Livestock producers in seven Western states have started a pilot program to track their animals from birth to death, part of a move to safeguard consumers and herds from mad cow disease.



The Northwest Pilot Project hopes to find workable and cost-effective tracking systems in Washington, Oregon, Idaho, California, Utah, Nevada and Hawaii, said coordinator Julie Morrison of the Idaho Cattle Association.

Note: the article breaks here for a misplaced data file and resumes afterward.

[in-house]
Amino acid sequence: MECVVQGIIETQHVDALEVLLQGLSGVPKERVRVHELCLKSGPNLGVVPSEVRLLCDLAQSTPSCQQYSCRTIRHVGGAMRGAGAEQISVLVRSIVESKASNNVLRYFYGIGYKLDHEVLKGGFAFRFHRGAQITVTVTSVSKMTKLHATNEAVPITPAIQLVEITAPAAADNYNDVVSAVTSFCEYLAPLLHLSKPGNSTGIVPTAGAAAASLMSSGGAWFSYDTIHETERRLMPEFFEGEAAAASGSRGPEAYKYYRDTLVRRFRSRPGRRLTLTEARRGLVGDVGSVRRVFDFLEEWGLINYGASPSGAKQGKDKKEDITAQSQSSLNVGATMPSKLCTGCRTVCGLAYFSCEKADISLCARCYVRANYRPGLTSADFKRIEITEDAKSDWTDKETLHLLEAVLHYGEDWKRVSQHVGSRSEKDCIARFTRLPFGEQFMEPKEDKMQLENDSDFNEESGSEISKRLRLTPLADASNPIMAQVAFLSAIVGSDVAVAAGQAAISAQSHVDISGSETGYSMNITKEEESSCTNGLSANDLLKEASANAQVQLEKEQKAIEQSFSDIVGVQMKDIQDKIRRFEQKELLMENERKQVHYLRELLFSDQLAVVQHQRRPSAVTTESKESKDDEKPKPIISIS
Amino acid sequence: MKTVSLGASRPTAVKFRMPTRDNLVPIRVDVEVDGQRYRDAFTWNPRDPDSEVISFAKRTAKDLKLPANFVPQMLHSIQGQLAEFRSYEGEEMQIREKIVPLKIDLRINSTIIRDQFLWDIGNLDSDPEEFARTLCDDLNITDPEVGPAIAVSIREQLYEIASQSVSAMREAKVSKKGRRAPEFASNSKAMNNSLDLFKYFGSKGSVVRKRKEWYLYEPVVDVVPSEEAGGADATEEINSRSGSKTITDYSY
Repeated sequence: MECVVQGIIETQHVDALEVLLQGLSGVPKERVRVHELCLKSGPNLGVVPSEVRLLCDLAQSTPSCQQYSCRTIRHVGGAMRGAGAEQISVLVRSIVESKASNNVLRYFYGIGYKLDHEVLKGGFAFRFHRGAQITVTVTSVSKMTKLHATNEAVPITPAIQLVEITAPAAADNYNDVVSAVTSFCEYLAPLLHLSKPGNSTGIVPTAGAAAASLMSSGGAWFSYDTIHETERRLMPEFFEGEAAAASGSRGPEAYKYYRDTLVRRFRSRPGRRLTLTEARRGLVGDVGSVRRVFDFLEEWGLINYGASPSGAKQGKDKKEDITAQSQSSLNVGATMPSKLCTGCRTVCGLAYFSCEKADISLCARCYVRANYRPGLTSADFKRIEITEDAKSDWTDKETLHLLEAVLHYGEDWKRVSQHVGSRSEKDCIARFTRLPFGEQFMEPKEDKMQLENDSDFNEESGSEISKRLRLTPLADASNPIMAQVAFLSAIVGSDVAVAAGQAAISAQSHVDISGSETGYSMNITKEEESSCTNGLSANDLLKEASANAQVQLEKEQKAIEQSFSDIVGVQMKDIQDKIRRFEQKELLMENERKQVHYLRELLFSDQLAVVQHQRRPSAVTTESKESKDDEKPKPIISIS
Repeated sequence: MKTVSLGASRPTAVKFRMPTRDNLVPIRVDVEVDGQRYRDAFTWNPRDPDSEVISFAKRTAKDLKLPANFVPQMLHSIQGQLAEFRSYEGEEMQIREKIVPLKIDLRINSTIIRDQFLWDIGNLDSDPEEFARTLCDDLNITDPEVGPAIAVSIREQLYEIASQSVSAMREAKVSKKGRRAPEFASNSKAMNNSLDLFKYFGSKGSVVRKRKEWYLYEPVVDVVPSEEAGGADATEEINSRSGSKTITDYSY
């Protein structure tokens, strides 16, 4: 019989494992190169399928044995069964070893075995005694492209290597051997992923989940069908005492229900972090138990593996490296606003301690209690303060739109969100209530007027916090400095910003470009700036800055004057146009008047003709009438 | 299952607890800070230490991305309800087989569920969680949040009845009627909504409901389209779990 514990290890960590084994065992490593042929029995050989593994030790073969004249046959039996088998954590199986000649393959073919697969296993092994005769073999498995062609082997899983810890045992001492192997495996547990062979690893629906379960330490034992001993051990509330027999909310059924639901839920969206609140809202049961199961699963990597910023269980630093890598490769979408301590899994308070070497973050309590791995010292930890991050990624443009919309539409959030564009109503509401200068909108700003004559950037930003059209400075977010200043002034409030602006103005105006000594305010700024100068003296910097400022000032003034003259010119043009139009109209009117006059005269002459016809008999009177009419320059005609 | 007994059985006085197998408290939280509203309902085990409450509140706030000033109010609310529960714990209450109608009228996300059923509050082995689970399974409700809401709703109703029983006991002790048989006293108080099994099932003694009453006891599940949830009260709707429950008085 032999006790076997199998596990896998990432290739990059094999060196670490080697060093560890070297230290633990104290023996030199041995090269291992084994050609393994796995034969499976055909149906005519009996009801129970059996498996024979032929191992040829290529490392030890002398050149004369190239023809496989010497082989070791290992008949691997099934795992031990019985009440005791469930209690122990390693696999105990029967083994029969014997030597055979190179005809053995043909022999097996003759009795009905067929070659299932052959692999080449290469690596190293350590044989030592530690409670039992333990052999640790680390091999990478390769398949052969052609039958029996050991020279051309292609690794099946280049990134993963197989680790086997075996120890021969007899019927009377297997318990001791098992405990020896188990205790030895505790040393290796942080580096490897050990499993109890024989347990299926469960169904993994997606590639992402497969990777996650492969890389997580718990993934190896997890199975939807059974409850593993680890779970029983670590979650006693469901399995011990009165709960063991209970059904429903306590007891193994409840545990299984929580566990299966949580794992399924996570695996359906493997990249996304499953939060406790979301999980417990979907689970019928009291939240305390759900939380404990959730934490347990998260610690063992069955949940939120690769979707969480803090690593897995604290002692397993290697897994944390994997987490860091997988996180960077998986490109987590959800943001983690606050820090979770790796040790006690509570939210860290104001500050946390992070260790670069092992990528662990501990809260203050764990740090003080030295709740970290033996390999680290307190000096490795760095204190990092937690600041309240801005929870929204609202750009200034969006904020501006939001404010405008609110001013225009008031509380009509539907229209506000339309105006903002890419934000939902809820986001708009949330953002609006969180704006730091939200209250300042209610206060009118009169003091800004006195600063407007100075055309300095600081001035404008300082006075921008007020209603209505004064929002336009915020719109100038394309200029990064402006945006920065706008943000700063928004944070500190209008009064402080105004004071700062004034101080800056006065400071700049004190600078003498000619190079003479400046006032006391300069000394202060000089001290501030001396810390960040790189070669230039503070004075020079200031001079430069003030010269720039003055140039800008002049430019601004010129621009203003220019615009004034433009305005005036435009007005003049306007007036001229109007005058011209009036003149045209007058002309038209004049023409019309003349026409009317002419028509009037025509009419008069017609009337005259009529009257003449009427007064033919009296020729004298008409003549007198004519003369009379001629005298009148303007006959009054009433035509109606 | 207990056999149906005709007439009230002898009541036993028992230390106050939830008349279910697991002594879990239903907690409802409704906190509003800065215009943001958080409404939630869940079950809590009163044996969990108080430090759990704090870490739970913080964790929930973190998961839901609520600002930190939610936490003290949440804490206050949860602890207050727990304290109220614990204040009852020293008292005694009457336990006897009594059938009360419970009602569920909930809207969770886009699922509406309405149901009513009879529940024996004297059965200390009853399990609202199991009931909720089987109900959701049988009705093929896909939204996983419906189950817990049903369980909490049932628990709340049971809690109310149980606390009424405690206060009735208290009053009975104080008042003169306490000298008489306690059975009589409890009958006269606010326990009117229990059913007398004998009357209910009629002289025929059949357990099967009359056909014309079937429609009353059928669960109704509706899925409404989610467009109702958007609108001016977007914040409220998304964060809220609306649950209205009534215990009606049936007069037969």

The western pilot project involves a coalition of cattlemen and dairy associations, state departments of agriculture, universities and other industry groups. The trial will involve about 27,000 head of livestock - mostly beef cattle and dairy cows, but also about 1,100 sheep.



Using traditional brands, ear tags, radio frequency ID tags and computer bar coding, the producers hope to successfully track 75 percent of the enrolled animals over the next three to four years, Morrison said.



For the remaining 25 percent that may fall out of the tracking system, the project hopes to be able to explain why, she said.



Source: Association Release